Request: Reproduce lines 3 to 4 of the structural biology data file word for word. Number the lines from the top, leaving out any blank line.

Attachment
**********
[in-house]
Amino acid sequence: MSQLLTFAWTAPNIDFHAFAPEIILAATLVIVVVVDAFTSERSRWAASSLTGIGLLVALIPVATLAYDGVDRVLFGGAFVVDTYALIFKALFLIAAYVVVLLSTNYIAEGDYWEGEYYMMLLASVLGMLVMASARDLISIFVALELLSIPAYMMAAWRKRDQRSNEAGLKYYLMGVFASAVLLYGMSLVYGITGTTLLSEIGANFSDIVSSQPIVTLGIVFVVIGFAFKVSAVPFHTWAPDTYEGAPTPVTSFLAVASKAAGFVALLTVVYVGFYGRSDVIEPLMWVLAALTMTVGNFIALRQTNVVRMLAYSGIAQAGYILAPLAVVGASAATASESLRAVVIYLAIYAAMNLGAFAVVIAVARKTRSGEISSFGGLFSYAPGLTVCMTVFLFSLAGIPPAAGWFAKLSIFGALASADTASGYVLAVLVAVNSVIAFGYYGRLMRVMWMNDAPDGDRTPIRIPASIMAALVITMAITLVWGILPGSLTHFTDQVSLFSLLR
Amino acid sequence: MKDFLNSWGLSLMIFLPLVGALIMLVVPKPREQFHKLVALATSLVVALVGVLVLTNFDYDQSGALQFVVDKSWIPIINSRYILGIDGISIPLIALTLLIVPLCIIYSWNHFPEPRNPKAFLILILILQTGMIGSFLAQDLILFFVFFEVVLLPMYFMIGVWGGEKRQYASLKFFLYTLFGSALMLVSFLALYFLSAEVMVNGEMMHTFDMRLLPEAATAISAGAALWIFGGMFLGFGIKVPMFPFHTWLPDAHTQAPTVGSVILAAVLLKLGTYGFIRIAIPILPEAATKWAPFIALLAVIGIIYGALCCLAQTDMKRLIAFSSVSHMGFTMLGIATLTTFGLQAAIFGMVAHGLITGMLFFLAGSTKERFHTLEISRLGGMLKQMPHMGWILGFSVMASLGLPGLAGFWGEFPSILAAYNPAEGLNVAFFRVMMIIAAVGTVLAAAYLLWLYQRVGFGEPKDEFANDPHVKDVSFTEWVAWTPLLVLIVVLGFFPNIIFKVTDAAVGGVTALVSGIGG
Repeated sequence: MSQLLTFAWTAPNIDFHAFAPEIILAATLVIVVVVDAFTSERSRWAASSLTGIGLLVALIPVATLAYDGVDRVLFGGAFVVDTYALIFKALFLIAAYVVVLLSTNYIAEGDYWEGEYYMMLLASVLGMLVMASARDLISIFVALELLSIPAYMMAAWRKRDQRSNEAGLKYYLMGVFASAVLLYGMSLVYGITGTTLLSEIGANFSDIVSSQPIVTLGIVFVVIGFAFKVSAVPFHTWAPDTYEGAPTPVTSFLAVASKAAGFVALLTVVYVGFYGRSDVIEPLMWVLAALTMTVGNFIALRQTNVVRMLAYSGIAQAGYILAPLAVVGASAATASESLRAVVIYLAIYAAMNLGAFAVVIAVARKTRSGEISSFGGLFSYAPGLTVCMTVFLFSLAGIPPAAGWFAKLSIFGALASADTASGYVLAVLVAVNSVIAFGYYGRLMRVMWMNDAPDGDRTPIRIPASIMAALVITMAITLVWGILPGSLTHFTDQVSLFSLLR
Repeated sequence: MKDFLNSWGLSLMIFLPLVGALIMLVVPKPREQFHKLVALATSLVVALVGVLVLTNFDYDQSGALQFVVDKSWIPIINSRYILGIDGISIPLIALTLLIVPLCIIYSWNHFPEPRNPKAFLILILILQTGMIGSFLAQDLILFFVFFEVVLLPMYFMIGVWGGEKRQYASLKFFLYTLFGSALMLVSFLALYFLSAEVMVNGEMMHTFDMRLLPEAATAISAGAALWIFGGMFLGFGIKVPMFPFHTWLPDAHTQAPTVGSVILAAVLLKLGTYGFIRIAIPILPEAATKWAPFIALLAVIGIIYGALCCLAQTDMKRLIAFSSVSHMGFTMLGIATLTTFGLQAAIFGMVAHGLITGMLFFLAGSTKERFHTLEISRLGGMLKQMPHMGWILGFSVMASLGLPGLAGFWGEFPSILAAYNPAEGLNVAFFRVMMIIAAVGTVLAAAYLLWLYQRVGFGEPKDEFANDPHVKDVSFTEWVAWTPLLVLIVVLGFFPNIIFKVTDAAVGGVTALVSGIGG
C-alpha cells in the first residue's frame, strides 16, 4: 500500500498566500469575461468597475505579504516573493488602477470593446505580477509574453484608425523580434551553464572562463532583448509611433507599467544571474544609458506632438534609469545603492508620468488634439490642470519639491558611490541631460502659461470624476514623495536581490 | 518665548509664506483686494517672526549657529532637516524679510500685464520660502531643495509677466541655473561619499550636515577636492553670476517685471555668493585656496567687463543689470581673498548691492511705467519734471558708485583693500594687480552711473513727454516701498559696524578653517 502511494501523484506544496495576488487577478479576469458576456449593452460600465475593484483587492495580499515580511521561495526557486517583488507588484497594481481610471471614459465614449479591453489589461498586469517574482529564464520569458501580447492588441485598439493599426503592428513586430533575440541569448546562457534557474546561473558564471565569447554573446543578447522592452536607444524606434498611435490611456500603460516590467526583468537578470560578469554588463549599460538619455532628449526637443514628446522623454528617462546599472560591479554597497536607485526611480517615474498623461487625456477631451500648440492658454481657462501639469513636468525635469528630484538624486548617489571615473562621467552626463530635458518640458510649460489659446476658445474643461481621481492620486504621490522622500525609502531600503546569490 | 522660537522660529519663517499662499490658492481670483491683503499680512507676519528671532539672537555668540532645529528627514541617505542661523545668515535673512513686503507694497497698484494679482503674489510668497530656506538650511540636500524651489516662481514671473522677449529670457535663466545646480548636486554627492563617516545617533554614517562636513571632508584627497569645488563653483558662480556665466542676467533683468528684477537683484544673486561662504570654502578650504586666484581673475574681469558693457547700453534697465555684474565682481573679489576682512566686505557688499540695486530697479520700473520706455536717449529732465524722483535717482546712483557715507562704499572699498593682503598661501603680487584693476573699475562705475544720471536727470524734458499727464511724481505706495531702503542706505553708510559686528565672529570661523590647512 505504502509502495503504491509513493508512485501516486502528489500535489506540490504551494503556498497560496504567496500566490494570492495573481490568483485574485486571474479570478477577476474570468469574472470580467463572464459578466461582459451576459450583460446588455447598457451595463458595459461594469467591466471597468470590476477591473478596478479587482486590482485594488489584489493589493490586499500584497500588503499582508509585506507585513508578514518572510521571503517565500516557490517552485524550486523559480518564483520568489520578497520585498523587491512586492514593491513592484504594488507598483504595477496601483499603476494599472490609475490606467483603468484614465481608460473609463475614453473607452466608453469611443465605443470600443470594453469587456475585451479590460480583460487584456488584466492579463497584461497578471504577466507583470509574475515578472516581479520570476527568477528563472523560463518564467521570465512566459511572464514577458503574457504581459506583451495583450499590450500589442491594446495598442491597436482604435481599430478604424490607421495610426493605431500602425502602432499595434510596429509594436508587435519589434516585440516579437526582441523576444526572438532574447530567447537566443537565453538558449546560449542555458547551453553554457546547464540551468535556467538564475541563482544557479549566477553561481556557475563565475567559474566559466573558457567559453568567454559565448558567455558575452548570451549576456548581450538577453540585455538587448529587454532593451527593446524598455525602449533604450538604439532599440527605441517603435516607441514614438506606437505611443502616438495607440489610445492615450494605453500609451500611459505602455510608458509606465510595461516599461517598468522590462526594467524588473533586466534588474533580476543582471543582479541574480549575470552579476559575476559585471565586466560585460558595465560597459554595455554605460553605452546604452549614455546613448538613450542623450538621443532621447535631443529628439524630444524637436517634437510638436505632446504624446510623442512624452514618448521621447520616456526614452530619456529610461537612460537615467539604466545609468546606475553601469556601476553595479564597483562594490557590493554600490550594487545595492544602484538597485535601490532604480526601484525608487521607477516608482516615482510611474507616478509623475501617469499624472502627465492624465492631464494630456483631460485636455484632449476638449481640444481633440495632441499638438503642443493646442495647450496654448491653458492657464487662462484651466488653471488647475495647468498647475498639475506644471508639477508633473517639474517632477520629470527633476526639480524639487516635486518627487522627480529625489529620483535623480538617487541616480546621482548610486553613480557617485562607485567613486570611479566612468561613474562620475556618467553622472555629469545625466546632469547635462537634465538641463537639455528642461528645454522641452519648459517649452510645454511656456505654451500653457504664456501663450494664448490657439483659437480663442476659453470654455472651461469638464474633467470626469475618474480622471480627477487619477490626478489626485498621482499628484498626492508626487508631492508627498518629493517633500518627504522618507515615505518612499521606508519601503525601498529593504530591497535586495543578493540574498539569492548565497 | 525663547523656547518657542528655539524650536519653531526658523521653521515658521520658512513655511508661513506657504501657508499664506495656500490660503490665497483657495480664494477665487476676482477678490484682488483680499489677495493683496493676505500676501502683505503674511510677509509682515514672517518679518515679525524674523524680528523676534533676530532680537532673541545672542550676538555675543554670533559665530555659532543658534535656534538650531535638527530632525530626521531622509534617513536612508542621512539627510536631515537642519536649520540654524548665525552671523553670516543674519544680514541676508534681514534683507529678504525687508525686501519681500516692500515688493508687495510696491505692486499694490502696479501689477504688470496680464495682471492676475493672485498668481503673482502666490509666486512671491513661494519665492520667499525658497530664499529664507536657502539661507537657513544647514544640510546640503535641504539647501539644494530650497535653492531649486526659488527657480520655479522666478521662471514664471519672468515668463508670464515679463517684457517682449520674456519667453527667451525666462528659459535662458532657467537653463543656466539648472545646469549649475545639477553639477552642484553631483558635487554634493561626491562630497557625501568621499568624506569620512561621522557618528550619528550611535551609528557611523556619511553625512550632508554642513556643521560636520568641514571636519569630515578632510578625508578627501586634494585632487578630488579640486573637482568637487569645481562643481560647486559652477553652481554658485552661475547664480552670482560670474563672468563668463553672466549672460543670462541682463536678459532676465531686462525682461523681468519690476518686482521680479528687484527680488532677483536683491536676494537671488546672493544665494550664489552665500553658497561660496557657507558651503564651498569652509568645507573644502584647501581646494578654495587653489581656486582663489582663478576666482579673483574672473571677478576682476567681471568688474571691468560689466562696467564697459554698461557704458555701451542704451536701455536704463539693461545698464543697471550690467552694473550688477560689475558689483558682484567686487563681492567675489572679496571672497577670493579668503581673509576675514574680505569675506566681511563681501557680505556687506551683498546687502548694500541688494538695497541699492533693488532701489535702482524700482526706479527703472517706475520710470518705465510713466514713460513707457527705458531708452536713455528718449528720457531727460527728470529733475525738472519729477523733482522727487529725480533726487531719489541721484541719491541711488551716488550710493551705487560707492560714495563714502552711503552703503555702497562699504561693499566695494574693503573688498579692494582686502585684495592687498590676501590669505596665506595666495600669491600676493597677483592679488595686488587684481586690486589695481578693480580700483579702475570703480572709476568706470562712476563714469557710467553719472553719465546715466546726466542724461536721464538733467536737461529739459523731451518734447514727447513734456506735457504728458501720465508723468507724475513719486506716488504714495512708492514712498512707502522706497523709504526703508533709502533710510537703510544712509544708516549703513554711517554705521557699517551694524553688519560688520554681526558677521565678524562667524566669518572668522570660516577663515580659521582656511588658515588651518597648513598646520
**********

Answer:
Amino acid sequence: MKDFLNSWGLSLMIFLPLVGALIMLVVPKPREQFHKLVALATSLVVALVGVLVLTNFDYDQSGALQFVVDKSWIPIINSRYILGIDGISIPLIALTLLIVPLCIIYSWNHFPEPRNPKAFLILILILQTGMIGSFLAQDLILFFVFFEVVLLPMYFMIGVWGGEKRQYASLKFFLYTLFGSALMLVSFLALYFLSAEVMVNGEMMHTFDMRLLPEAATAISAGAALWIFGGMFLGFGIKVPMFPFHTWLPDAHTQAPTVGSVILAAVLLKLGTYGFIRIAIPILPEAATKWAPFIALLAVIGIIYGALCCLAQTDMKRLIAFSSVSHMGFTMLGIATLTTFGLQAAIFGMVAHGLITGMLFFLAGSTKERFHTLEISRLGGMLKQMPHMGWILGFSVMASLGLPGLAGFWGEFPSILAAYNPAEGLNVAFFRVMMIIAAVGTVLAAAYLLWLYQRVGFGEPKDEFANDPHVKDVSFTEWVAWTPLLVLIVVLGFFPNIIFKVTDAAVGGVTALVSGIGG
Repeated sequence: MSQLLTFAWTAPNIDFHAFAPEIILAATLVIVVVVDAFTSERSRWAASSLTGIGLLVALIPVATLAYDGVDRVLFGGAFVVDTYALIFKALFLIAAYVVVLLSTNYIAEGDYWEGEYYMMLLASVLGMLVMASARDLISIFVALELLSIPAYMMAAWRKRDQRSNEAGLKYYLMGVFASAVLLYGMSLVYGITGTTLLSEIGANFSDIVSSQPIVTLGIVFVVIGFAFKVSAVPFHTWAPDTYEGAPTPVTSFLAVASKAAGFVALLTVVYVGFYGRSDVIEPLMWVLAALTMTVGNFIALRQTNVVRMLAYSGIAQAGYILAPLAVVGASAATASESLRAVVIYLAIYAAMNLGAFAVVIAVARKTRSGEISSFGGLFSYAPGLTVCMTVFLFSLAGIPPAAGWFAKLSIFGALASADTASGYVLAVLVAVNSVIAFGYYGRLMRVMWMNDAPDGDRTPIRIPASIMAALVITMAITLVWGILPGSLTHFTDQVSLFSLLR